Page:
There are plenty up the islands men who what they are really dying for is a quintessential, idealistic Trini girl that is not me. To most West Indian men, I am not some exceptional, exemplary black woman just because I have an accent that’s familiar like the taste of mangoes.
An Indian, a reds, and men will even allude to this and show scant passing interest in you at the same damn time. I often tussle with the passed-down expectations of West Indian womanhood and sometimes I do want to deliver: “Bring out de pot, I’ll cook yuh food” to quote Nadia Batson.
All these listings are not necessarily my father’s brand of West Indian masculinity either and are very generationally nuanced in certain ways.
I don’t know if men above a certain age would see themselves defined by all of these particular accolades.
Men from the ghetto and the country with razored edges and tender spots below the surface.
Every now and then, an article or two makes the rounds touting the pros of dating “a Caribbean man”, primarily for the elucidation of women outside of the region and our cultures.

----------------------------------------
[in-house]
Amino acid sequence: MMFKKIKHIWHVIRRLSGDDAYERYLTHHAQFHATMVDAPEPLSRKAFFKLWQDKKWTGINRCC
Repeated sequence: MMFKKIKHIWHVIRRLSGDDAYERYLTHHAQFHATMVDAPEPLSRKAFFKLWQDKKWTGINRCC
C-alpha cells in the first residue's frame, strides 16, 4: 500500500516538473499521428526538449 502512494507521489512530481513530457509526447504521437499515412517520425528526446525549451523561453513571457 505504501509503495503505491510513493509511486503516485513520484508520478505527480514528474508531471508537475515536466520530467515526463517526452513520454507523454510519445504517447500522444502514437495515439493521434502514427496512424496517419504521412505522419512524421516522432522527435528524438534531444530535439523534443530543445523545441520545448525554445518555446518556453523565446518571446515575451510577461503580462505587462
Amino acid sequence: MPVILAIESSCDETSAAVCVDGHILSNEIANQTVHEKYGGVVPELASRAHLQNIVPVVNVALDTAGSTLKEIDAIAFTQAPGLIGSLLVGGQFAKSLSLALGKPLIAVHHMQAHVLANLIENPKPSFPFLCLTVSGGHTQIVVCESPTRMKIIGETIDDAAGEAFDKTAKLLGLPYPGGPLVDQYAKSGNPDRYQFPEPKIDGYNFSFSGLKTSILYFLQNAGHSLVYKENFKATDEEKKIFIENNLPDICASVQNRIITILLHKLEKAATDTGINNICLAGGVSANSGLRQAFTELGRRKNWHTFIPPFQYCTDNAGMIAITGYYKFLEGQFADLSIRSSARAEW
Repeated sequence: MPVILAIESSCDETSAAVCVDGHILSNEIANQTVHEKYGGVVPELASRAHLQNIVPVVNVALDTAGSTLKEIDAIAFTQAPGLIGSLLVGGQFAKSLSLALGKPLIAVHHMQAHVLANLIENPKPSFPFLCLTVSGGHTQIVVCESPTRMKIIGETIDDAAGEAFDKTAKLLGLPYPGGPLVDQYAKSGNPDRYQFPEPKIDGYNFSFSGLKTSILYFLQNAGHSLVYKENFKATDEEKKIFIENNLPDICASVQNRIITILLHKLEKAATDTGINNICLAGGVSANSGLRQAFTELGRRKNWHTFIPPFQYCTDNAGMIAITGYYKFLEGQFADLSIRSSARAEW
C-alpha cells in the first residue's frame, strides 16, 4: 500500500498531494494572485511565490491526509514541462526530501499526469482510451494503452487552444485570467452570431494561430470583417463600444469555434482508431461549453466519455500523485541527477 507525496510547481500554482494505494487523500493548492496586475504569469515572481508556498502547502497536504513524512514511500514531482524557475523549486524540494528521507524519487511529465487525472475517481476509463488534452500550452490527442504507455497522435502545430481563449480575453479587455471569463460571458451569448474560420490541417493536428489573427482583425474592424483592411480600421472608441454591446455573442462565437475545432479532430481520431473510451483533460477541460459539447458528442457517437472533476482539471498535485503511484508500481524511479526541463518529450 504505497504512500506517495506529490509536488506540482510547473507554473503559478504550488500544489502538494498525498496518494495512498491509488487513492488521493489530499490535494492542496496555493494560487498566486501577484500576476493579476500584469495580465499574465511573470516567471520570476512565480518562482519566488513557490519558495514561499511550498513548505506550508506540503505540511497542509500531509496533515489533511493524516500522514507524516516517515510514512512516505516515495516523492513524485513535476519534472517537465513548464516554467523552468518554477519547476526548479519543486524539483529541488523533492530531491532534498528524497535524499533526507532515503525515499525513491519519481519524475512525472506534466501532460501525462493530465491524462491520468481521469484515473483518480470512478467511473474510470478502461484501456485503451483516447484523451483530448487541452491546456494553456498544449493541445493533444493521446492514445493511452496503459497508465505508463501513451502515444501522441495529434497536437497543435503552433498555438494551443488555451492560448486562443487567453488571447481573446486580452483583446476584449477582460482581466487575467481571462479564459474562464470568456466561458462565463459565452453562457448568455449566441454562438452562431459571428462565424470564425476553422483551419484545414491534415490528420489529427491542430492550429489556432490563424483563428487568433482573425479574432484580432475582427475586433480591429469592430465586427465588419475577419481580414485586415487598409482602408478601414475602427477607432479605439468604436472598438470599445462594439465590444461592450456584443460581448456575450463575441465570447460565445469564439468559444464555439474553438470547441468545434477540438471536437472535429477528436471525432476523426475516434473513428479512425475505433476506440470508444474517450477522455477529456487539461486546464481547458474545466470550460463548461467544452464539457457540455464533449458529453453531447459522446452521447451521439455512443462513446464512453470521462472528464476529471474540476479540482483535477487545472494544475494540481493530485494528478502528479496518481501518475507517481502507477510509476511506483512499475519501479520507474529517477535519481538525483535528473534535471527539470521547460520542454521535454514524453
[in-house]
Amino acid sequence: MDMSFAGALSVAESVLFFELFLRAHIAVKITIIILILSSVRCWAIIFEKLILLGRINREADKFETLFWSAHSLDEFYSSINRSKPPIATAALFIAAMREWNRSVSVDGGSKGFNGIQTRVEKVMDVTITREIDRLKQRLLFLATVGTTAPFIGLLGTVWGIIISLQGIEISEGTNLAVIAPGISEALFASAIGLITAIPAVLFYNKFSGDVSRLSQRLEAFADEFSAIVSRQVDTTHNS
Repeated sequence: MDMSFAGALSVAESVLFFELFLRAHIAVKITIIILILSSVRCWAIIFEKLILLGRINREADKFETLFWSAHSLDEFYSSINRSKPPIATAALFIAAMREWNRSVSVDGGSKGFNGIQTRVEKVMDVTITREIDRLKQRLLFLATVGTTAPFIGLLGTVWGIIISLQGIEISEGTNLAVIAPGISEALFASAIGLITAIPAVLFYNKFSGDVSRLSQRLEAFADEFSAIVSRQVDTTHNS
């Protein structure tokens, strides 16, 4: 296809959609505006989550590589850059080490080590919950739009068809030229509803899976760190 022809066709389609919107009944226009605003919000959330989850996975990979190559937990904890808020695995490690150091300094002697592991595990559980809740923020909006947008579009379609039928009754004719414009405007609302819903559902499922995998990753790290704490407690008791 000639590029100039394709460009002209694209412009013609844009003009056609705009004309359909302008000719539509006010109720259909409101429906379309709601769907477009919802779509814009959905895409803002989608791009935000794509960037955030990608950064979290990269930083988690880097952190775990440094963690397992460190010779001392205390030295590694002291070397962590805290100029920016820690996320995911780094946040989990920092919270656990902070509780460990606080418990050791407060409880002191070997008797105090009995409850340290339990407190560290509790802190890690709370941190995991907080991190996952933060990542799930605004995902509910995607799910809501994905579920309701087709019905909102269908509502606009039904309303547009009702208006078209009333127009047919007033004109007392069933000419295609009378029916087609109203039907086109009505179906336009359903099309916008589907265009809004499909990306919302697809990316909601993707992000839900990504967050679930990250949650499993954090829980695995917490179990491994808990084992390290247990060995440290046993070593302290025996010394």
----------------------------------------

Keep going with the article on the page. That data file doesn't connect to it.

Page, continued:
There are West Indian men too, some of whose attributes these lists don’t (can’t?
) cover because they are outside the gaze of respectable black and brown men: guntas and badmen whose smiles are incredibly beautiful though rarely seen at times.
Plus, we like to try to not feed the machine (cough, egos). According to a Trini sistren I know, “Trini man is de ! I like the worn familiar feeling of an old and obscure-to-nearly-everyone-but-Trinbagonians Machel song. I like how they freely wine or stoically rather not. How I challenge their worldview as a queer black feminist.
” But unfortunately, guess who holds her heart right now? Or, watch them leave me, walking away with a headshake saying, “Nah.